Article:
By Helen Reid
LONDON (Reuters) - Asset managers will source significantly less research from banks and brokers after MiFID II is implemented, the CFA Institute, a London-based industry body of investment professionals, found in a survey launched on Monday.
A wide-ranging regulatory change coming on Jan. 3, the Markets in Financial Instruments Directive II requires providers and consumers of investment research to account for it separately from execution services for the first time.
In effect, producers have to determine a price charged to consumers of research. That has sparked negotiations over the value asset managers assign to different forms of research.
The change is intended to remove potential conflicts of interest between asset managers and their customers on the buy side, in which consuming research by banks and brokers - the sell side - could be seen as an inducement to trade with them.
Of the asset managers surveyed, 78 percent said the regulation would lead them to consume less research from large investment banks. Only 2 percent planned to get more research from them.
Meanwhile, buy-side firms expected to bolster their in-house research capabilities, with 44 percent saying they would source more research in-house.
This represents "a significant shift from the sell side to the buy side in terms of where research is procured from," said Rhodri Preece, head of capital markets policy for EMEA at the CFA Institute.
"It might suggest asset managers feel they can control their cost base better by producing more research instead of paying for it," he said.
The survey, conducted at the end of September, covered 330 firms in 28 European countries.
SMALLER FIRMS PASS COSTS ON TO CLIENTS
The willingness and ability to absorb research costs rather than passing them on to clients was largely determined by size.
Larger firms were more likely to absorb research costs, with 67 percent of those with more than 250 billion euros (£221.7 billion) of assets under management saying the firm would pay.
That compares with 42 percent of firms with less than 1 billion euros under management. Some 22 percent of those smaller firms expected clients to pay for research. Only 9 percent of the largest firms were passing on costs to clients.
The degree of uncertainty was also greater among the smaller firms. A quarter said they were not sure whether the cost would be absorbed or passed on to clients.
SOME RESEARCH TO COST MORE
The price of research remains a contentious and nebulous area with less than six weeks to go until the new rules are implemented.
Respondents were asked to estimate the annual cost of research for different asset classes in basis points on assets under management rather than absolute figures.
For equities, the median expected cost of equity research at 10 basis points - equating to 1 million euros per year for a firm with 1 billion euros under management.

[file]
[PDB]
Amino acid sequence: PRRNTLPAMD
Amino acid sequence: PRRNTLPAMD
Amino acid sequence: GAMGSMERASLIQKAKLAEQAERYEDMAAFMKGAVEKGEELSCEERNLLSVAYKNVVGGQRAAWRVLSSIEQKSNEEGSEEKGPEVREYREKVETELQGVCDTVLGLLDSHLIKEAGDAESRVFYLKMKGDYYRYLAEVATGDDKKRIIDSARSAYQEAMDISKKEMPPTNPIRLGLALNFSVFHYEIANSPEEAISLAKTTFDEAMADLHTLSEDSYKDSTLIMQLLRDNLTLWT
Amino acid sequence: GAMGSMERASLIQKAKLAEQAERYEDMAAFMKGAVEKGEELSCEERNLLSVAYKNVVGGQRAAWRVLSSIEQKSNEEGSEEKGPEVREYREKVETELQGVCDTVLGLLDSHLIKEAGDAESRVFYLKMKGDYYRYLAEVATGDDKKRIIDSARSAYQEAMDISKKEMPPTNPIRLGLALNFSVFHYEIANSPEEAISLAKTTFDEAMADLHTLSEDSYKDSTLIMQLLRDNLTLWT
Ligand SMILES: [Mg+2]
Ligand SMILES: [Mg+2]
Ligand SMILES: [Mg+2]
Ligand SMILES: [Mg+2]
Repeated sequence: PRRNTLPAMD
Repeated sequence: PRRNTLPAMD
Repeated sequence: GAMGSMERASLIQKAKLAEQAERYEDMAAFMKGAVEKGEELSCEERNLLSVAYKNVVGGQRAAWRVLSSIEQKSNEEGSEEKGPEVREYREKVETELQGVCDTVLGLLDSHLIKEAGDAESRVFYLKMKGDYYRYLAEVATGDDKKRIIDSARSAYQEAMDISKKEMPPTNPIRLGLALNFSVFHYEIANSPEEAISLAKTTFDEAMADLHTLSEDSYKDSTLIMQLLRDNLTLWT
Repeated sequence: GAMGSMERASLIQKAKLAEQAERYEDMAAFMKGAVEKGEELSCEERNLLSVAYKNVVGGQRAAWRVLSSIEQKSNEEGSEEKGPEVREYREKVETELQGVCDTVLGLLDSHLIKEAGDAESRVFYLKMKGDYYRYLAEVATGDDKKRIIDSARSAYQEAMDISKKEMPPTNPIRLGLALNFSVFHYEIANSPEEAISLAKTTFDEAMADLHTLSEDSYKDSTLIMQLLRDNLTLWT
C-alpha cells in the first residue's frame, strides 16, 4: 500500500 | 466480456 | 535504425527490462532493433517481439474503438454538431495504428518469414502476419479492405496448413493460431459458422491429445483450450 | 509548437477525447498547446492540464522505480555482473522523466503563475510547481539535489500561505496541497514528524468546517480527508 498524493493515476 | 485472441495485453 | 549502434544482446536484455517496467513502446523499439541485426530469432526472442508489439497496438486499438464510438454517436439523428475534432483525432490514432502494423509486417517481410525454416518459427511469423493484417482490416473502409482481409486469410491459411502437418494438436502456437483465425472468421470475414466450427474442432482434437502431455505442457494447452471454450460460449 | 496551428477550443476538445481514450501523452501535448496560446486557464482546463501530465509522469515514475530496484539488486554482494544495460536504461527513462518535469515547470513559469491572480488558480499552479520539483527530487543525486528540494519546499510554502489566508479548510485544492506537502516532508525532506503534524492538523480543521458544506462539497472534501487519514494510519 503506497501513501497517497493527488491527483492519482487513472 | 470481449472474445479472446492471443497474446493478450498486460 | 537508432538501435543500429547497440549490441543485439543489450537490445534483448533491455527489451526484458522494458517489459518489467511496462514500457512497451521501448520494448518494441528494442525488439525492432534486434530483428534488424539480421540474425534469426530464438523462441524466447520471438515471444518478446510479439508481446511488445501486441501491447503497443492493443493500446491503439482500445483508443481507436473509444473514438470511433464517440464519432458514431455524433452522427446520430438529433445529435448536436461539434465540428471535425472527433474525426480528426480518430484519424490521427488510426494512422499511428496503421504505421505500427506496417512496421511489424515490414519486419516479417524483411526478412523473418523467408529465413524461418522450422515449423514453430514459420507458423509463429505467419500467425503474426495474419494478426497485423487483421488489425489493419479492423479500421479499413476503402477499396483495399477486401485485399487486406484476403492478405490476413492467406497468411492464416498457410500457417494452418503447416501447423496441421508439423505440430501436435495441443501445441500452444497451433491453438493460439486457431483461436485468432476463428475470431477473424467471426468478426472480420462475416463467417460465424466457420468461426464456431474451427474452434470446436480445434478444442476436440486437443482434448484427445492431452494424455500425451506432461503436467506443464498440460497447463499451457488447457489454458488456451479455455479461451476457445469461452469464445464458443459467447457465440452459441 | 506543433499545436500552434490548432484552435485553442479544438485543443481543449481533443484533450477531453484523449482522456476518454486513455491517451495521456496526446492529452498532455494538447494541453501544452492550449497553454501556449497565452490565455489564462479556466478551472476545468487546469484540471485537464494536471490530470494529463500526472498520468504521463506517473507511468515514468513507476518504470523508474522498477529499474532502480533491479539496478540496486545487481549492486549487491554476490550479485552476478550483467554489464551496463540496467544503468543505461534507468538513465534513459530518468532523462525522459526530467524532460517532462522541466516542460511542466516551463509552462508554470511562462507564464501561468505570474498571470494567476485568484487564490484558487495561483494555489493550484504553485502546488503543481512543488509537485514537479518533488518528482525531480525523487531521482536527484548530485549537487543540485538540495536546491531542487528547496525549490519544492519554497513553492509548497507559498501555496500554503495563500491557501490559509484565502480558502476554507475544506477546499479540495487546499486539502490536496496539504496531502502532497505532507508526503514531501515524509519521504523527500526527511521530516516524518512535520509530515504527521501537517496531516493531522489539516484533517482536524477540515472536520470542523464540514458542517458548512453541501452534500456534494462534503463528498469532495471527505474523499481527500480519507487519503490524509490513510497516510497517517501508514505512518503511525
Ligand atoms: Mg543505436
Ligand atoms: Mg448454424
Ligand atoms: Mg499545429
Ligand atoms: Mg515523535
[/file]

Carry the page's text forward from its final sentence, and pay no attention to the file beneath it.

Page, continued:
The range of responses was wide, from 5 to 20 basis points, probably caused by uncertainty over pricing and the variety of equity investment strategies.
The median cost for fixed income, currencies and commodities research was much lower, at 3.5 basis points.
That might be caused by a perception in the market that such research is free, because until now it has been bundled into the dealing spread, Preece said.
Those assets are also driven by macroeconomics more than equities, leaving fewer opportunities for original, conviction ideas that would command a premium.
What asset managers valued most in research also differed depending on their size.
The firms with more than 250 billion euros under management attributed 40 percent of the cost of research to analyst access, twice the value smaller firms saw in it.
Gary Baker, managing director for EMEA at the CFA Institute, said bigger firms were likely to allocate more of their budget to calls with analysts, but highlighted the uncertainty about how pricing would be determined. "You are trying to bottle and sell conviction," he said.
Some 69 percent of asset managers focused on fixed income said they expect costs to increase, while just 29 percent of the equities-focused houses saw costs rising. Nearly 50 percent of the latter expected costs to decrease.
Preece said fixed income managers may see higher costs because dealing spreads are likely to remain the same and they will have to pay for research on top of that.
Asked whether total costs for research and execution services would increase as a result of MiFID II, 49 percent of the smaller firms said they expected costs to increase; 49 percent of the larger firms saw costs decreasing.
"That speaks to the perception that perhaps there's more bargaining power the bigger you are as a firm," Preece said. "There's a feeling that the rules are likely to create a competitive disadvantage for smaller asset managers."
In written comments, asset managers mostly disapproved of the regulation. "Increases cost" and "poor outcome for clients or investors" were among the remarks recurring most often. "Not good for small companies or asset managers" was another widespread complaint.
"The exact effect won't be known for some time," Baker said. "The overall quality of research will improve, but it's going to take time and it's going to be painful."
(Reporting by Helen Reid)